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About the Newfoundland T'Railway

In 1988 the railway line running across the Island of Newfoundland was abandoned. As the last train pulled in to the station at Port aux Basques, an important chapter in the province's transportation history was drawing to a close. But a new one was about to begin. Across North America thousands of kilometres of railroad have been decommissioned over the past three decades. Coinciding with this decline, however, has been a growing awareness of the value of these converted right-of-ways as public trails suitable for a variety of outdoor, recreational activities. The roar of diesel locomotives is being replaced by the sounds of hikers, bicyclists, ATVers, cross-country skiers, horseback riders and snowmobilers - people of all ages and many different interests escaping the hustle and bustle of everyday life.

In Newfoundland, 883 kilometres of abandoned railbed provide the basis for a trail link between Port aux Basques on the west coast and the capital city of St. John's on the easternmost edge of the Avalon Peninsula. The Newfoundland T'Railway Provincial Park, as it was officially proclaimed on July 10, 1997, is being developed as a multi-use, all season recreational trail by the T'Railway Council in conjunction with the provincial and federal governments, various municipal councils and local service districts, the Trans Canada Trail Foundation and a number of other economic development organizations.

The T'Railway development is being carried out in a number of phases, as funds become available. In 1996, work began on the section of rail bed between Glenwood and Benton, the stretch between Bishop's Falls and Badger in Central Newfoundland and a portion of the T'Railway under the auspices of the Grand Concourse Authority starting at the former CN Railway Station (now the home of the Railway Coastal Museum) in the west end of St. John's. Upgrading was also started on the Wreckhouse Trail paralleling the Anguille and Long Range Mountains on the west coast.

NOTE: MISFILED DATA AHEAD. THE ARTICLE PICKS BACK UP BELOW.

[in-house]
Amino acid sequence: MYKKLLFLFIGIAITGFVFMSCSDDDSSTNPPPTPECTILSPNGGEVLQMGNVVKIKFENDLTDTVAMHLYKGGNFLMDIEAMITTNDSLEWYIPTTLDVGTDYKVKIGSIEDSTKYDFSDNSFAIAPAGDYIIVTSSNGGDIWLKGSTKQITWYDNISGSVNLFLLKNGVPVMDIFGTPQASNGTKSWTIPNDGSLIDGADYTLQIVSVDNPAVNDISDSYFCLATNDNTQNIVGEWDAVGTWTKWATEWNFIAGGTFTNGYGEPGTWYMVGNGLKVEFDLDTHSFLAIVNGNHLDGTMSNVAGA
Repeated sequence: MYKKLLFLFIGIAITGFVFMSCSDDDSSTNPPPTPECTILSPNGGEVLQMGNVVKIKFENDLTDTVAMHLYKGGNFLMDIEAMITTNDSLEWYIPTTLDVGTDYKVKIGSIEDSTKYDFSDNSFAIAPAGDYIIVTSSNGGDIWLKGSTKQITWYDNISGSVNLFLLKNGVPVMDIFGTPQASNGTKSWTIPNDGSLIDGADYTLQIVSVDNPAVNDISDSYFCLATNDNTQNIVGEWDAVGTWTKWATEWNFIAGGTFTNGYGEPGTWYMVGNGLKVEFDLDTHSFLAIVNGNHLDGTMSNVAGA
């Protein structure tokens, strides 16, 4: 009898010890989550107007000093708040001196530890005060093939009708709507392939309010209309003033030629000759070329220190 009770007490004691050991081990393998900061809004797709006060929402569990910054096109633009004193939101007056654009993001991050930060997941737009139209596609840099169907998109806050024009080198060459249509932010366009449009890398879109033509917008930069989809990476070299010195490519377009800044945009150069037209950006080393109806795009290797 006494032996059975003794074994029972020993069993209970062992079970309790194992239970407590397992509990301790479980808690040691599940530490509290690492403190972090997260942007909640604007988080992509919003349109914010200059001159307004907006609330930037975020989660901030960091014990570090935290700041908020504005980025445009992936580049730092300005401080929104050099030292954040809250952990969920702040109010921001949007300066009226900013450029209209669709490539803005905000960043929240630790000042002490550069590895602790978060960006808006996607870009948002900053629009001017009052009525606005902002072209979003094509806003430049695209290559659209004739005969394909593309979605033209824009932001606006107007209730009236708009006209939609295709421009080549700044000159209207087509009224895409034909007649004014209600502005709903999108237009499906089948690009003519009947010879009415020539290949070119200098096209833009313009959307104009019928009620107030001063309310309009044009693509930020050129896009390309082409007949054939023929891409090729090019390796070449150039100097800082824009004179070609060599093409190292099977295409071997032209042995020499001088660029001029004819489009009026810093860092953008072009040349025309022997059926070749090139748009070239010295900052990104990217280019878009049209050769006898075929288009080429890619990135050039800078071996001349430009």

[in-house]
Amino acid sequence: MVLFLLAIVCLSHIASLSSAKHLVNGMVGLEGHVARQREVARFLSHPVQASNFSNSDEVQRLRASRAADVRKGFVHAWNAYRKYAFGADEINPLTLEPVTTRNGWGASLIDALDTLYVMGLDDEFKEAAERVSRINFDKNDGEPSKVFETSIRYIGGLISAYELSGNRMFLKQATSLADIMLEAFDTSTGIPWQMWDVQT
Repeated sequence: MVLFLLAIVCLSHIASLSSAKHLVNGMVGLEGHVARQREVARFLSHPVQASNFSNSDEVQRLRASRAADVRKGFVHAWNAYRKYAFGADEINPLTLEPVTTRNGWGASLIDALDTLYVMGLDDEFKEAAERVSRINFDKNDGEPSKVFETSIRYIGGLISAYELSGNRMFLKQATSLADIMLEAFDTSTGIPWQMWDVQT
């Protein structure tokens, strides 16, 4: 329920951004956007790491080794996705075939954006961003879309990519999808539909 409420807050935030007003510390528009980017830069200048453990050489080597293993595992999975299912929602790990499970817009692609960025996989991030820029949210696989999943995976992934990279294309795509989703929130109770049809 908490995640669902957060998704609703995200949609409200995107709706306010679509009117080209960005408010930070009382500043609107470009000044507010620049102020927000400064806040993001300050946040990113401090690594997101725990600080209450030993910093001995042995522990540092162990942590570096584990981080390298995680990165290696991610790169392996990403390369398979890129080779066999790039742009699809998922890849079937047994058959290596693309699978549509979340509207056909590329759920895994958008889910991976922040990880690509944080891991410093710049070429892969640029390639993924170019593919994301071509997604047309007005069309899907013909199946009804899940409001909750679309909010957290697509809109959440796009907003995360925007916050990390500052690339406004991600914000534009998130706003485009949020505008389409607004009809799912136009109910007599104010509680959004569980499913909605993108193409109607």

Much of the initial work carried out along the T'Railway involved brush cutting and general clean-up. Ditches were cleared of accumulated debris and trestles and bridges repaired. In total there are about 3.5 kilometres of bridges along the trail, the longest being the 282.5 metre trestle crossing the Exploits River near the town of Bishop's Falls. Maintaining these crucial links is essential to the integrity of the entire trail system, since the cost of replacing them today would be prohibitively high. The heavy aggregate or ballast originally used on the railbed to support the track is unsuited for walking or biking so a finer grade material was spread to provide an even and well-compacted surface.

Maintaining the rail bed is a never ending task. During the spring runoff, culverts can become blocked, causing severe erosion and major washouts requiring immediate repair. Overly enthusiastic beavers are also a constant headache and if left to their own devices, these super-sized rodents would flood large areas of land bordering or even including the trail itself.

During the winter months, heavy snowmobile traffic leads to dips and hollows, referred to locally as 'Yes M'ams', in the snow cover. Specially designed trail groomers are required to ensure a smooth track. The province's network of groomed winter trails maintained by the Newfoundland and Labrador Snowmobile Federation is also helping to create many new business opportunities and contributing greatly to a growing interest in adventure tourism.

By 2006, the T'Railway Council had finished upgrading 50 of the 130 bridges/ trestles on the T'Railway between Port aux Basques and St. John's. Then, in the spring of 2007 it began an ambitious, three-year program to complete the remaining 80, with the Atlantic Canada Opportunities Agency, the Government of Newfoundland and Labrador and the Trans Canada Trail Foundation each contributing to the $3 Million initiative. The work itself involved the installation of new decking and safety railing, along with related improvements to bridge approaches, abutment enhancements, erosion protection, gravel backfilling and the erection of safety and information signs. The project was carried out in three phases and was completed in the spring of 2010.

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